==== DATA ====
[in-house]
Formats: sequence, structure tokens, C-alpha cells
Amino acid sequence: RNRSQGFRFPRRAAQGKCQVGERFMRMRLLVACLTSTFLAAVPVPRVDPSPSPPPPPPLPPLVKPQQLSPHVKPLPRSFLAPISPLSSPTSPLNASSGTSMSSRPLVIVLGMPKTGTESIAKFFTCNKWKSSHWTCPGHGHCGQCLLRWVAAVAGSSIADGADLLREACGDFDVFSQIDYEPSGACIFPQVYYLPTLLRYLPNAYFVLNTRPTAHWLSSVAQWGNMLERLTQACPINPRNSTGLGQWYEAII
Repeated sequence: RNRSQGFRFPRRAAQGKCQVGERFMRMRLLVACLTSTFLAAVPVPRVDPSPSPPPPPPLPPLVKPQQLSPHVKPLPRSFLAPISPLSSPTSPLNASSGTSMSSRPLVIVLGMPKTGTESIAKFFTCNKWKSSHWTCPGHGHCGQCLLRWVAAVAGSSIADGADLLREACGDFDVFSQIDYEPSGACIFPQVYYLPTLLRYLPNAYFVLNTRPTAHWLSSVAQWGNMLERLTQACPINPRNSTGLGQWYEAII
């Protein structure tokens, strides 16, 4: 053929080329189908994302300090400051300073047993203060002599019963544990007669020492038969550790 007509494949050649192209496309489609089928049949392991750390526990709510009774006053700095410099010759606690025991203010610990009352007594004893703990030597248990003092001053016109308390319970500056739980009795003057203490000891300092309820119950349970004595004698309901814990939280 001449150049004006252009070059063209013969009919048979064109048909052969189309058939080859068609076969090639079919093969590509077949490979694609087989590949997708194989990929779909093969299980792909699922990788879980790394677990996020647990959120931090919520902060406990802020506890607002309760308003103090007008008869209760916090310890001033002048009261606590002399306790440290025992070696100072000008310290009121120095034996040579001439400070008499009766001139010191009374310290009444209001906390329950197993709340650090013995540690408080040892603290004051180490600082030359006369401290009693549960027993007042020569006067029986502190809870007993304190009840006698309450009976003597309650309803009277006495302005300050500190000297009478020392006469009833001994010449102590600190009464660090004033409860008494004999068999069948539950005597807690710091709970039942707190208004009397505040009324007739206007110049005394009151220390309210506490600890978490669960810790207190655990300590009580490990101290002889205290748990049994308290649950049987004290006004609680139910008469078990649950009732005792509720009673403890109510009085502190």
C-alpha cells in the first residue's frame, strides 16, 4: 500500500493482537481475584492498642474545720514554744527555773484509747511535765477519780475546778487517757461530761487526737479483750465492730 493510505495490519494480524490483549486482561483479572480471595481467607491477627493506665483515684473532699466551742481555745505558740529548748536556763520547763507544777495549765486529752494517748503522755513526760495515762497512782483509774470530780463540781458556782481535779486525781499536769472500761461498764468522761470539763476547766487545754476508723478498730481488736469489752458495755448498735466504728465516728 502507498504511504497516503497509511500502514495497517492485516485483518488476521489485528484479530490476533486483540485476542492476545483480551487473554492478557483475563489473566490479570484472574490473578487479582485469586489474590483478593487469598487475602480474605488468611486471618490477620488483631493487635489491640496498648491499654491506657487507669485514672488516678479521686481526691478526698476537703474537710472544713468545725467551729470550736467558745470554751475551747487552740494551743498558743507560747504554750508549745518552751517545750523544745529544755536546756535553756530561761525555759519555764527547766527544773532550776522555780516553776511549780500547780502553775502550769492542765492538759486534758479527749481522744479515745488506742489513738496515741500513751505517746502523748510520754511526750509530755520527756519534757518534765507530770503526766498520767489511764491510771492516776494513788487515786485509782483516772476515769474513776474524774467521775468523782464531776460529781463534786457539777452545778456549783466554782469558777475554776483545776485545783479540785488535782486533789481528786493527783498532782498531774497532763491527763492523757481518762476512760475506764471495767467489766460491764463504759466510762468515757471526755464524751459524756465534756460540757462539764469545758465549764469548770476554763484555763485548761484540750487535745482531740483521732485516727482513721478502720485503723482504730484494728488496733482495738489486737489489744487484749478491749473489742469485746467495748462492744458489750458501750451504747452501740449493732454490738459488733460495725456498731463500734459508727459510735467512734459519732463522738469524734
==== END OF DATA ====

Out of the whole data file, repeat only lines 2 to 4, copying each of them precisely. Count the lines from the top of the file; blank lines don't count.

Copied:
Formats: sequence, structure tokens, C-alpha cells
Amino acid sequence: RNRSQGFRFPRRAAQGKCQVGERFMRMRLLVACLTSTFLAAVPVPRVDPSPSPPPPPPLPPLVKPQQLSPHVKPLPRSFLAPISPLSSPTSPLNASSGTSMSSRPLVIVLGMPKTGTESIAKFFTCNKWKSSHWTCPGHGHCGQCLLRWVAAVAGSSIADGADLLREACGDFDVFSQIDYEPSGACIFPQVYYLPTLLRYLPNAYFVLNTRPTAHWLSSVAQWGNMLERLTQACPINPRNSTGLGQWYEAII
Repeated sequence: RNRSQGFRFPRRAAQGKCQVGERFMRMRLLVACLTSTFLAAVPVPRVDPSPSPPPPPPLPPLVKPQQLSPHVKPLPRSFLAPISPLSSPTSPLNASSGTSMSSRPLVIVLGMPKTGTESIAKFFTCNKWKSSHWTCPGHGHCGQCLLRWVAAVAGSSIADGADLLREACGDFDVFSQIDYEPSGACIFPQVYYLPTLLRYLPNAYFVLNTRPTAHWLSSVAQWGNMLERLTQACPINPRNSTGLGQWYEAII